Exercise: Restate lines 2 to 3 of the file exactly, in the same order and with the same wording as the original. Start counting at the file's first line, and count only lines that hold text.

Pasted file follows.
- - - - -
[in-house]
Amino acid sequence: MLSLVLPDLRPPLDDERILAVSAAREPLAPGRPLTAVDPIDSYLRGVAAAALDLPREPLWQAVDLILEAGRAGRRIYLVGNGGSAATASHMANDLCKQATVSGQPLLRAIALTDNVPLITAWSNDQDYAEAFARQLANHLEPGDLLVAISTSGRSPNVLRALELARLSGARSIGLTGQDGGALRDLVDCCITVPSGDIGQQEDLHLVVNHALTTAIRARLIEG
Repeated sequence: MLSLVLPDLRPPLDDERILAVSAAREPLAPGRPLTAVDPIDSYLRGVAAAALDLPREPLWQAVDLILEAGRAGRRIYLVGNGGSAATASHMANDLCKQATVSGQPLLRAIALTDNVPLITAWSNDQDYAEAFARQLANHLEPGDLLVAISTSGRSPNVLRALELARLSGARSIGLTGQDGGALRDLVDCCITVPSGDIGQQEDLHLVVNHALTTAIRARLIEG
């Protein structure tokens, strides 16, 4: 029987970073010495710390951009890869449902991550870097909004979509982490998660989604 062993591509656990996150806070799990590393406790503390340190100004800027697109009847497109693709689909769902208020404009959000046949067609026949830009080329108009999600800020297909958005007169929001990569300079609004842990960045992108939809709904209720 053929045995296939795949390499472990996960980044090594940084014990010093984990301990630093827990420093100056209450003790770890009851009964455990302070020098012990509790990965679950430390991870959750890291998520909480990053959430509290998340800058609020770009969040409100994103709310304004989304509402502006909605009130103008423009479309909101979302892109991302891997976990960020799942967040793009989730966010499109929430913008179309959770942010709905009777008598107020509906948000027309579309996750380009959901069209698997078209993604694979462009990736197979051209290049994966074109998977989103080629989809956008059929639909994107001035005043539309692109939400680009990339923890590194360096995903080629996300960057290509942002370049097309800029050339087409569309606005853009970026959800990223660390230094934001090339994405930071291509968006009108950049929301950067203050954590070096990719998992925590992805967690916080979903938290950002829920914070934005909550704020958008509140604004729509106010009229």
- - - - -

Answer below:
Amino acid sequence: MLSLVLPDLRPPLDDERILAVSAAREPLAPGRPLTAVDPIDSYLRGVAAAALDLPREPLWQAVDLILEAGRAGRRIYLVGNGGSAATASHMANDLCKQATVSGQPLLRAIALTDNVPLITAWSNDQDYAEAFARQLANHLEPGDLLVAISTSGRSPNVLRALELARLSGARSIGLTGQDGGALRDLVDCCITVPSGDIGQQEDLHLVVNHALTTAIRARLIEG
Repeated sequence: MLSLVLPDLRPPLDDERILAVSAAREPLAPGRPLTAVDPIDSYLRGVAAAALDLPREPLWQAVDLILEAGRAGRRIYLVGNGGSAATASHMANDLCKQATVSGQPLLRAIALTDNVPLITAWSNDQDYAEAFARQLANHLEPGDLLVAISTSGRSPNVLRALELARLSGARSIGLTGQDGGALRDLVDCCITVPSGDIGQQEDLHLVVNHALTTAIRARLIEG